cryptocurrency in a bankruptcy

What Happens to My Cryptocurrency If I File for Bankruptcy?

Cryptocurrency has completely changed how many people invest, fund their passion projects, and plan for retirement. However, its decentralized and volatile nature makes it difficult to handle in traditional financial settings. For example, in bankruptcy, debtors have asked how their cryptocurrency holdings may affect their filing.

Although cryptocurrency is still relatively new, legislation is evolving quickly to keep up with it. Get more personalized advice regarding your bankruptcy case by calling Padgett & Robertson at 251-342-0264.

Remember That Cryptocurrency is an Asset

While cryptocurrency might not be a traditional asset, it is still definitely considered an asset by the bankruptcy court. That means you must disclose it and allow the court to determine whether or not it can be used to pay back your debts. A surprising amount of people still think they can hide their cryptocurrency from the trustee and get to keep it without consequence. This will almost certainly backfire on you.

Full Disclosure is Crucial

Any asset you have must be disclosed in bankruptcy. The trustee is especially interested in assets that can be sold and used to repay creditors, and cryptocurrency definitely fits in that category. Hiding or failing to disclose cryptocurrency is considered fraud and could land you in serious legal trouble. Crypto exchange platforms know this, and many make it easy for trustees to get information on debtors’ cryptocurrencies.

Valuation Can Be Difficult

One of the most difficult aspects of cryptocurrency is its fluctuating value. When you file bankruptcy, perhaps your crypto wallet is worth $1,000. That would put it well under the wildcard exemption limit of $7,550 in Alabama. By the time you go to your bankruptcy hearing, perhaps a major investor tweeted about a coin you’re heavily invested in.

Now, your wallet is worth $10,000. That puts you over the limit and raises questions about whether or not part of your cryptocurrency can be sold to pay for your debt. The opposite can also happen, leaving you scrambling at the last moment to make the most of your exemptions.

What About Exemptions?

Cryptocurrency can be exempted in bankruptcy under the wildcard exemption in Alabama, which allows you to keep up to $7,550 in assets that aren’t otherwise accounted for in other exemptions. However, there is no special exemption for cryptocurrency.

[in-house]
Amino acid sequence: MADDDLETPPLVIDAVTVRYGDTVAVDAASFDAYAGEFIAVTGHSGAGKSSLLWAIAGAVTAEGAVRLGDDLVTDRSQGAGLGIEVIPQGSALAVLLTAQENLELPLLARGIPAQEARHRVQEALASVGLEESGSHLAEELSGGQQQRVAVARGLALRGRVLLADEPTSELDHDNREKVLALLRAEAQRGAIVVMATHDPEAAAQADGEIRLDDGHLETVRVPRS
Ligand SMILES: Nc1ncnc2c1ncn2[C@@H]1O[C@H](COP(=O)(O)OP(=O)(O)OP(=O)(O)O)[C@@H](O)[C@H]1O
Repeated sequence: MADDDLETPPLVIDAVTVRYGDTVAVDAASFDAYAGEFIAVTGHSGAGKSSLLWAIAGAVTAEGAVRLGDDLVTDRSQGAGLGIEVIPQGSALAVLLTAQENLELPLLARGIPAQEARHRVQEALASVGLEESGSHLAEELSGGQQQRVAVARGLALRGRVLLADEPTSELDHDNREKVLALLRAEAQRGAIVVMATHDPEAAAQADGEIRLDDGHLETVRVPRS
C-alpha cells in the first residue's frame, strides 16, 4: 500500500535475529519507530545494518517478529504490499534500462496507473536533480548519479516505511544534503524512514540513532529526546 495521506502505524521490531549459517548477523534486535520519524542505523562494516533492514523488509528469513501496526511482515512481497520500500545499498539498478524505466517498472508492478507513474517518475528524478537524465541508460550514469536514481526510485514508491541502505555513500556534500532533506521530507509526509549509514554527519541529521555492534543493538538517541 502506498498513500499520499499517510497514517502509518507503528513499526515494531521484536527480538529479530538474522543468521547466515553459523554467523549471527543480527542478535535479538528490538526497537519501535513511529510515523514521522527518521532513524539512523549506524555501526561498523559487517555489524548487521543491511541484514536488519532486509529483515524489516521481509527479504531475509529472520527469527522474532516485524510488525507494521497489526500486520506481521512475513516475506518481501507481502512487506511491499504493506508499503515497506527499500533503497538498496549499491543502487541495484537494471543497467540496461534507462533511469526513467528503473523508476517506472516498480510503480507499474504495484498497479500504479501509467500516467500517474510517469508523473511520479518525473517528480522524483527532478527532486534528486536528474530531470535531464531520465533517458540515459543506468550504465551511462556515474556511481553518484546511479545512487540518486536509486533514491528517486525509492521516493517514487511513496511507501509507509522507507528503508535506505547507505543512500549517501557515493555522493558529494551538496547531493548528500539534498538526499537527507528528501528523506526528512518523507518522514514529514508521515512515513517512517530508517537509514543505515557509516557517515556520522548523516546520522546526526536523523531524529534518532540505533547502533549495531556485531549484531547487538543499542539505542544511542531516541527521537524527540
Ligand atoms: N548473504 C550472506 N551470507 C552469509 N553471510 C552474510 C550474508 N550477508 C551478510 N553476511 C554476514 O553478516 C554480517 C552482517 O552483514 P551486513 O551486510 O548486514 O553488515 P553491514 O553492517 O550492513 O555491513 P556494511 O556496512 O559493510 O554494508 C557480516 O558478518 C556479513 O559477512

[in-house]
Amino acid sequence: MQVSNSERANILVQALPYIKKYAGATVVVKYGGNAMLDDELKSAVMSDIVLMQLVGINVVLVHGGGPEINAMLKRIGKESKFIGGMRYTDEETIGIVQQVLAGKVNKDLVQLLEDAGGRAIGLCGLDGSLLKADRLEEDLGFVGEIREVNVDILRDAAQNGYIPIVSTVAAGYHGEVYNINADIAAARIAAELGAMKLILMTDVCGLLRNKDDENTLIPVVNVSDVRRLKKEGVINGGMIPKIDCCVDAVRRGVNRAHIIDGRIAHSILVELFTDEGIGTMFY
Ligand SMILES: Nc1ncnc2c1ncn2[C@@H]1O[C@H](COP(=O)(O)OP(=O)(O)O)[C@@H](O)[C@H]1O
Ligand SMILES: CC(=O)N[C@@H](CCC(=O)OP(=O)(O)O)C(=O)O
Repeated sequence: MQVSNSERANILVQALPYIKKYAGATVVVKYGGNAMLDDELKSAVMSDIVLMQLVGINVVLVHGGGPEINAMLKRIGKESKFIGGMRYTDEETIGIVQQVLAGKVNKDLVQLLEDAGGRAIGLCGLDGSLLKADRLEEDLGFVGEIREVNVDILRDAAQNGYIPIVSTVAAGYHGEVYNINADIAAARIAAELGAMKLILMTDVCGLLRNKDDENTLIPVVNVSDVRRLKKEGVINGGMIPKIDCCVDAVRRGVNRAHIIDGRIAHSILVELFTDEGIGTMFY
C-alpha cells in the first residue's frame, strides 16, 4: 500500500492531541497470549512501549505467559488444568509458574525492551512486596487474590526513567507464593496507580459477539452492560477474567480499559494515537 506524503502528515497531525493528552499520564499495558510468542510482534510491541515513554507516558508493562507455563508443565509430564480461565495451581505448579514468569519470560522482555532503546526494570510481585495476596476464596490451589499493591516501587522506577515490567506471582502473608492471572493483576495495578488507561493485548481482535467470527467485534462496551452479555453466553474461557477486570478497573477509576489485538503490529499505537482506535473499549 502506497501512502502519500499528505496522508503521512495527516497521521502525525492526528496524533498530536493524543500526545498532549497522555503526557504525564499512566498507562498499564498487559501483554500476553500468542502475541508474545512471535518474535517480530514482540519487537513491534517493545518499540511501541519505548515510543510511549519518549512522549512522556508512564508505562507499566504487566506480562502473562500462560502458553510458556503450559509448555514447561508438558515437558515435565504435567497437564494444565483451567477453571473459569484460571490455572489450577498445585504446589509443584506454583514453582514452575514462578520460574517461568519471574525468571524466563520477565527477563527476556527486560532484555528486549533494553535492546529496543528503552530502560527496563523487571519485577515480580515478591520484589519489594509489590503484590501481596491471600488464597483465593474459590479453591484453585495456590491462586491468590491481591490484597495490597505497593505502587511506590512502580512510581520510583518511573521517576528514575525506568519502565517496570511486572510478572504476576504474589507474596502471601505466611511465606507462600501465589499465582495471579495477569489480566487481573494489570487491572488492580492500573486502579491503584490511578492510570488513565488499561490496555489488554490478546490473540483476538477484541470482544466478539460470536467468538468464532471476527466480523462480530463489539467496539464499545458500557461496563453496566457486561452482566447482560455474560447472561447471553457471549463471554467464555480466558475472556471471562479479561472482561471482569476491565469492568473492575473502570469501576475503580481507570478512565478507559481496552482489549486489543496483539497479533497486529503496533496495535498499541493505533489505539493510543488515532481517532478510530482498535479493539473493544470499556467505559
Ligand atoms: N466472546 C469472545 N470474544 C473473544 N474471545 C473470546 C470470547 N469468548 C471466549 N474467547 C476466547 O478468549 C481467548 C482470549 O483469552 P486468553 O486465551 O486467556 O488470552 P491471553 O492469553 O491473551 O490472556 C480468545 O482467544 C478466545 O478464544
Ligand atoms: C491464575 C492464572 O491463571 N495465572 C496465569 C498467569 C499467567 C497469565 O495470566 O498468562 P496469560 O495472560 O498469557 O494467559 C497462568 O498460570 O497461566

If you have a massive number of coins and they’re worth a lot, you could find yourself liquidating many of them in order to pay off some of your bills. As long as your cryptocurrency stays below the limit of the wildcard exemption and you’re not using that exemption for anything else, you should be able to keep it.

How to Handle Your Cryptocurrency in Bankruptcy

First, make sure you’re working with a skilled and knowledgeable bankruptcy attorney in Mobile, AL. Even the easiest bankruptcy cases are full of potential pitfalls and problems, and anything involving cryptocurrency is already likely to get complicated. If you handle your filing on your own, you risk serious issues that could delay your discharge or completely disqualify you.

Second, be upfront about your cryptocurrency from your very first attorney meeting. Don’t transfer it to other wallets, hope that the trustee doesn’t check, or outright lie about your assets. Just assume that your trustee has seen a lot of cases and knows what to look for.

Trustees are committed to getting whatever they can to pay back your debts, and if they find your cryptocurrency, they will come down on you hard for it. It isn’t difficult nowadays to find out if someone is into cryptocurrency or NFTs, and it’s getting increasingly easier to find out how much an individual has and what it’s worth.

Finally, be flexible and know that your timeline could change based on your cryptocurrency holdings. Since cryptocurrency changes value so quickly, this could disrupt your filing and lead to delays. However, as long as you are working with a trustworthy and experienced bankruptcy attorney, you can trust them to give you unbiased advice.

Contact Padgett & Robertson to Take the Next Step

If you think bankruptcy is your key to a fresh financial start, let the team at Padgett & Robertson help you get there. Call us at 251-342-0364 or fill out our online contact form to schedule a consultation at our Mobile office.

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